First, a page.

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seriously, it was not a surprise, because several of them had been involved in the preliminary selection process. so i was generally familiar with their background. glenn i had known before, cheraw i had known before because of their navy connections. so i knew there was a lot of talent there. and i knew that it was going to be a tough fight to win the prize. >> it was competitive at that time between the seven of you, wasn't it? >> well, it was an interesting situation. because, as i say, i was friendly with several of them. and on the other hand, realizing that i was now competing with these guys, so there was always a sense of caution, i suppose, particularly talking about technical things. now, in the bar, of course, everything changed. but in talking about technical things, there was always a sense of maybe a little bit of reservation, not being totally frank with each other, because this very strong sense of competition.
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>> you were talking about your teammates. i'd kind of like to go back over that. there was competition between the seven of you, wasn't there? >> well, you know, it was an interesting situation, getting together with the seven originals for the first time. and of course, having known some of them before, with the navy connections. but yet all of a sudden realizing that here was competition. there were seven guys competing for the first job, whatever that turned out to be, seven guys going for that one job. so on the one hand there was a sense of friendliness and maybe some support. but on the other hand, hey, i hope the rest of you guys are happy because i'm going to make the first flight. >> you were about to move into a whole new world or a whole new nonworld up there in weightless space, of which nothing was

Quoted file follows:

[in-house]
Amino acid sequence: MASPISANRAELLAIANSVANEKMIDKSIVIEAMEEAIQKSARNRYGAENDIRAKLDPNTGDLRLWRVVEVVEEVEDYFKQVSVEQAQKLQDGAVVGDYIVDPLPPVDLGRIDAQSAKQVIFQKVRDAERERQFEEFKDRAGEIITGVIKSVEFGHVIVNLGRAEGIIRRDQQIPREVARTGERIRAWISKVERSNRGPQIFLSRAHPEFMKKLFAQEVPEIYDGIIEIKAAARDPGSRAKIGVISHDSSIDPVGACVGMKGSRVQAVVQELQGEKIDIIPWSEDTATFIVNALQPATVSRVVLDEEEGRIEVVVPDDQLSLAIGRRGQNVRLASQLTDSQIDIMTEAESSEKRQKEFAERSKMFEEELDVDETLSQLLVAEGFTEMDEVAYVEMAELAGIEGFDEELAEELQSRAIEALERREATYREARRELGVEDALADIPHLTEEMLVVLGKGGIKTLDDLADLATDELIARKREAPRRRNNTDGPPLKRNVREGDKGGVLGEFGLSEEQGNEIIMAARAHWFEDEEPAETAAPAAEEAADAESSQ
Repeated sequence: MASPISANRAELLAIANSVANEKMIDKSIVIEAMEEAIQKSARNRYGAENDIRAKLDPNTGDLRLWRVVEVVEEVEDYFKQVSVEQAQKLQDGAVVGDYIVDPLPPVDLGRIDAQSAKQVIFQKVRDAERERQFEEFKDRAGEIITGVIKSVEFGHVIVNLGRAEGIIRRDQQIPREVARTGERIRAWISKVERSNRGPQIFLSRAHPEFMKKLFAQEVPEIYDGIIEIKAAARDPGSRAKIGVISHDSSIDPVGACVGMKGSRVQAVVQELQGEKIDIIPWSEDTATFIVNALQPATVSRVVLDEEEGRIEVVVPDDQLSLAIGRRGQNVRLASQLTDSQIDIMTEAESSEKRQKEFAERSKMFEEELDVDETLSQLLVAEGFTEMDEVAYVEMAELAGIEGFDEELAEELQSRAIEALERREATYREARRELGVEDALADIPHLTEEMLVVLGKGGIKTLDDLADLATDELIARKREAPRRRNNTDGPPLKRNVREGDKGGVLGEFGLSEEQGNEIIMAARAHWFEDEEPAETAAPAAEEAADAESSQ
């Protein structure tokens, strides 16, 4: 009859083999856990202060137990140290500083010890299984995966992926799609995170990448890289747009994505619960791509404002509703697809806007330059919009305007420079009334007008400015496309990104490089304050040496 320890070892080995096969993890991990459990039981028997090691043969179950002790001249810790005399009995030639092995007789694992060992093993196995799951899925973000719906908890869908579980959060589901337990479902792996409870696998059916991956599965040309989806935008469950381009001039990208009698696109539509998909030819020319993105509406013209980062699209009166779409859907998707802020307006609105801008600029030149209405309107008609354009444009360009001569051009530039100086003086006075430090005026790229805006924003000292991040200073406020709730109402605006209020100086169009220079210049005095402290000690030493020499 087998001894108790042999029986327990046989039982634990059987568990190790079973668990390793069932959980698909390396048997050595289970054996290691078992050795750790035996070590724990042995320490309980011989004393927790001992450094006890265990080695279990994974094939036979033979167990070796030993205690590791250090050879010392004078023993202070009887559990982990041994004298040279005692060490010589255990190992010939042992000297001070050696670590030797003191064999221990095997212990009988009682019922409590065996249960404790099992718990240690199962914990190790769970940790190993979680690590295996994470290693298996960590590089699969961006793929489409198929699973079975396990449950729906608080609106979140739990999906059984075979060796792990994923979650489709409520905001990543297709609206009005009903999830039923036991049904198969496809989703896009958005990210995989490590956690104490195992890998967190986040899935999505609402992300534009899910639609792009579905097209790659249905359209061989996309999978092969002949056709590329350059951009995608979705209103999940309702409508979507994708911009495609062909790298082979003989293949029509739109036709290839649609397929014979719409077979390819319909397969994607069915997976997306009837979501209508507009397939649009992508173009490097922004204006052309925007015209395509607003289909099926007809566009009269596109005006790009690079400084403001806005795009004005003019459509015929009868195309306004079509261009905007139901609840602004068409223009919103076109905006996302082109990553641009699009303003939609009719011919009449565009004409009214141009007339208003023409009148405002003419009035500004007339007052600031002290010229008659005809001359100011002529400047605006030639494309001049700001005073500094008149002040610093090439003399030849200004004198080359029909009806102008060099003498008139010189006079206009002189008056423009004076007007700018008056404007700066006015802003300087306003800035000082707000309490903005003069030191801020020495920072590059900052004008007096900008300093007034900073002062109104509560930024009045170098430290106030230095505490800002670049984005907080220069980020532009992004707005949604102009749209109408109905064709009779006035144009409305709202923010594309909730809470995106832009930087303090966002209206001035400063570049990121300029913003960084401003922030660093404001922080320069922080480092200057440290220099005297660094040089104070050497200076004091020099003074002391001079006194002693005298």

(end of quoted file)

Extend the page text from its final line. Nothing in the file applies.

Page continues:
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known. didn't that frighten you just a little bit? what were your thoughts about moving into a new environment? >> i suspect my thoughts generally reflected those of the other chaps. but with me, i think it had to be the challenge of being able to control a new vehicle in a new environment. this is a generalization, but it's something which i had been doing for many, many years, as a navy pilot, as a carrier pilot. and believe me, it's a lot harder to land a jet on an aircraft carrier than it is to land a lem on the moon, that's a piece of cake, the moon deal. here you had, yes, a new environment, but for fighter pilots who fly upside down a lot
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of the time, zero gravity wasn't that big a deal. now, of course none of us, being nonmedics, had thought about the long term effects of zero gravity. but the short term effects of zero gravity were not the challenge to us. the challenge was to be able to fly an unusual craft and provide good, positive thinking control of that vehicle. >> so unusual a craft that there weren't even any training devices or simulators that could simulate the kind of things you were going to do, you had to make them. >> you know, that's exactly correct. in the early days, we really had what we called part task trainers, instead of simulators. something was built to do -- indicate the control system. something else was built to indicate the radio systems or some of the instruments. and they were all sort of separated, not the great